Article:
On originality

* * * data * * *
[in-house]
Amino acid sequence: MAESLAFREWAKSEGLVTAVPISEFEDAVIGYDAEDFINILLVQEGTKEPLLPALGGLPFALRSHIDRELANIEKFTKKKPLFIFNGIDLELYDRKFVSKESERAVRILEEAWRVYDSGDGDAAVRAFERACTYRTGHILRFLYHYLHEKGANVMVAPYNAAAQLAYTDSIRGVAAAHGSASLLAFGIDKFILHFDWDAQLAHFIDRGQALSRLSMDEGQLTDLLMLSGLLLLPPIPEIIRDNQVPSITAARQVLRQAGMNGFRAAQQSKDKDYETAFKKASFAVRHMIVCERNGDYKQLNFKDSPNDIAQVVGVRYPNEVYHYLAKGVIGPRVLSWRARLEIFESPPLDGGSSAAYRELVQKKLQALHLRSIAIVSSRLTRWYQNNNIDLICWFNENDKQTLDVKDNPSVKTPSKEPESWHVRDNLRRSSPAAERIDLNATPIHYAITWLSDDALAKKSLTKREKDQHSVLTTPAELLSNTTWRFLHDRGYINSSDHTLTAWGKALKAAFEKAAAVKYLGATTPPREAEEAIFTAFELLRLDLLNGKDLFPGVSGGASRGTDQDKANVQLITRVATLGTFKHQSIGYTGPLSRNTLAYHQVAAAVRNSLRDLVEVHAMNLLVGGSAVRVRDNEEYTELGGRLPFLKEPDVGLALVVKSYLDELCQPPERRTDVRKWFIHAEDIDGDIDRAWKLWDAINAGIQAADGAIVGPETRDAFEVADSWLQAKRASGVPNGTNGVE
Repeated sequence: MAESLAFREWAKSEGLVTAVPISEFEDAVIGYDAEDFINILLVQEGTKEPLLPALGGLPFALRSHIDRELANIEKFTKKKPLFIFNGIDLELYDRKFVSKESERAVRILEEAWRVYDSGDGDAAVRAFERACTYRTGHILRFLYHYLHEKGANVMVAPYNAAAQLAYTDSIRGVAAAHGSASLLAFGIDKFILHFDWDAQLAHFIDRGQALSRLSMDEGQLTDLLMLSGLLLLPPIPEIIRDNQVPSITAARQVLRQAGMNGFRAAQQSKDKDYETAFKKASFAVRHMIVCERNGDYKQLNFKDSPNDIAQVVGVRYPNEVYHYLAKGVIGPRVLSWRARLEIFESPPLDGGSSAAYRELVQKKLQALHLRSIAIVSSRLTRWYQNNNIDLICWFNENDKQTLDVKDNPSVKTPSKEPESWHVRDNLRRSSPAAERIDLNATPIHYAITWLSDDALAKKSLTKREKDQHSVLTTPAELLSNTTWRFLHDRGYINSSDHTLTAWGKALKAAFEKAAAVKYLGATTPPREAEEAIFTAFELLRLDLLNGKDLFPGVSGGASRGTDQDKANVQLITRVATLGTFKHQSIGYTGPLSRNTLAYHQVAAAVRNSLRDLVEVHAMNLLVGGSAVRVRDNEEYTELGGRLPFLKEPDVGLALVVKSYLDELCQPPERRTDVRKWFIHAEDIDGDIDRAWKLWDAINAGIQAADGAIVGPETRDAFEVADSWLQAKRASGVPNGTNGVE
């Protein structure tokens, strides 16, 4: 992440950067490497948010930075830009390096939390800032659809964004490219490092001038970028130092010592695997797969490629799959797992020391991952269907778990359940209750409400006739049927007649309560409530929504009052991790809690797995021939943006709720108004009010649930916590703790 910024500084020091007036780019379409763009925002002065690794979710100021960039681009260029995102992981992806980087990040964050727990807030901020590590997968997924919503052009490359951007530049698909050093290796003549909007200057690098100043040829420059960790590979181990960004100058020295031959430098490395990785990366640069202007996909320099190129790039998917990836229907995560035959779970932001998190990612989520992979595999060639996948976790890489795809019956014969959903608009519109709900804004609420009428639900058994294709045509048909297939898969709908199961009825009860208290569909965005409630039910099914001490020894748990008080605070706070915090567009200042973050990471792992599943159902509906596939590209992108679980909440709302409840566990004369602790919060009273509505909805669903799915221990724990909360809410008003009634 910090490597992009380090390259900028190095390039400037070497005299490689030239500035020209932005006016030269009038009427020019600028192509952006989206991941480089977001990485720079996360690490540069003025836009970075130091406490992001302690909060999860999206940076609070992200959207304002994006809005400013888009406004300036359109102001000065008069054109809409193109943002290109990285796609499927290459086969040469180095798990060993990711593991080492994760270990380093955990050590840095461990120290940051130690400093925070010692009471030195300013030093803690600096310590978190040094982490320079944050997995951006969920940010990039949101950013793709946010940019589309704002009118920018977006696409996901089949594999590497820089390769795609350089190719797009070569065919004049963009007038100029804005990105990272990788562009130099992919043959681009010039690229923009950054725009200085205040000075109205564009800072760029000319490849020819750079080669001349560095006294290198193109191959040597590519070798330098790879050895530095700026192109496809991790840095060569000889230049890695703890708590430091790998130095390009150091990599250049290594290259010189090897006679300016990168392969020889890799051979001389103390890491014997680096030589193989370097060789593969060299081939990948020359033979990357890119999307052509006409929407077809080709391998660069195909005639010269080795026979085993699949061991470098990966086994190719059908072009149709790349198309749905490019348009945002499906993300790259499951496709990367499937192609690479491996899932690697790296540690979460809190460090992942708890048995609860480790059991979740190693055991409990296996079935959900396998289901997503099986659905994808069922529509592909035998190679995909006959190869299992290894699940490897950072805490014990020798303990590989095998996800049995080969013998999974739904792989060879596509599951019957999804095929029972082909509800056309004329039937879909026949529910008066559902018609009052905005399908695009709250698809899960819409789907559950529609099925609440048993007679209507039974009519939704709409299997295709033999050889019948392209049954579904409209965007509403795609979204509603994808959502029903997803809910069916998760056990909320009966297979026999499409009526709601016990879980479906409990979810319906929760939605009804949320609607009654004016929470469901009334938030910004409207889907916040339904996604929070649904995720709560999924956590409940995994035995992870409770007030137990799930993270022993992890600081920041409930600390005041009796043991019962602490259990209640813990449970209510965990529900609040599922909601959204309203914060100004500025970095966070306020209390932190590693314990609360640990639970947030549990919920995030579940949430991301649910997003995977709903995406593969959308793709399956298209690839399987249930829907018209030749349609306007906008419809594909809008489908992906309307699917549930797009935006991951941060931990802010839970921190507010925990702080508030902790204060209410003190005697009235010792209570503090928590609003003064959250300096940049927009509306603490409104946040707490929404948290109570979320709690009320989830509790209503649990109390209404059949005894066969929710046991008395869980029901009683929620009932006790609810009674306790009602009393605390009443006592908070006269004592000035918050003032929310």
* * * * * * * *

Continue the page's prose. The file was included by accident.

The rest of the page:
Just thinking about originality makes me laugh, but not because originality is impossible, but because all who claim originality are usually all the same. Tattoos, piercings, black clothing, urban hipsters, retired hippies, Wall Street clones, soccer moms, cat people, dog people, bloggers, politicians, no one is original, even those who claim no originality whatsoever. We are often more similar than we want to admit, yet we fight the rush of the water as we strive to fit in. Yet we also strive to be our own person, to be creative, to leave our individual mark on the world. There are a few tame, quiet souls out there that given their inherent shyness would just as soon pass unnoticed by the whole world, and originality is anathema to their very nature. They are gray people of the world who fear everything. Originality is the exact opposite of fear. Though no one is original, thinking that one is original has to do with blindness and fearlessness mixed together with large doses of ego and bravado, failure and falling down. Originality ensures failure because the illusion of originality is also tied to the insight of recognizing one’s intellectual and inspirational parents and being born too late to be original in anything. Teenagers always think that they are the first to insight rebellion and reject their parents’ values, times, practices, paradigms, ideas, expectations, morals, religion, and politics, and teenagers have been doing this for several millennium. The irony of the teenager lies in their blindness and energy as they express their alienation and angst. Perhaps they should ask their parents how they dealt with exactly the same feelings? Each generation wants to liberate itself from the previous one, seeing it as spent, worn out, empty and vacuous, superficial, spurious, unoriginal and meaningless. By its very nature, originality holds within it all the generations that have claimed it and been doomed to repeat all the failures of the past. A few artists, maybe a few philosophers, a couple of poets, on a rare bad night, a theologian or two, have brushed up against originality, have seen and described something new, rejected it, tossed it aside as impossible, and continued on their collective way. We have mistaken failure for originality, only to find that failure is perhaps the last bastion of originality, and failure is only the most common of human actions. The earliest poets of the ancient middle east lamented in languages that have long since been forgotten and designated for studies in graduate courses that there is nothing original under the sun, that one may write about love, or hate, or war, or loss, or nostalgia, or sunsets, or roses, but you will always be repeating the words and ideas and forms that have come before you, that have informed you, that has given your creativity wings, so you are always the product of someone else’s originality, which never existed in the first place. You are always a child, of your past, of your present, of your future, so get over it, forget your past and be as original as your mind lets you be.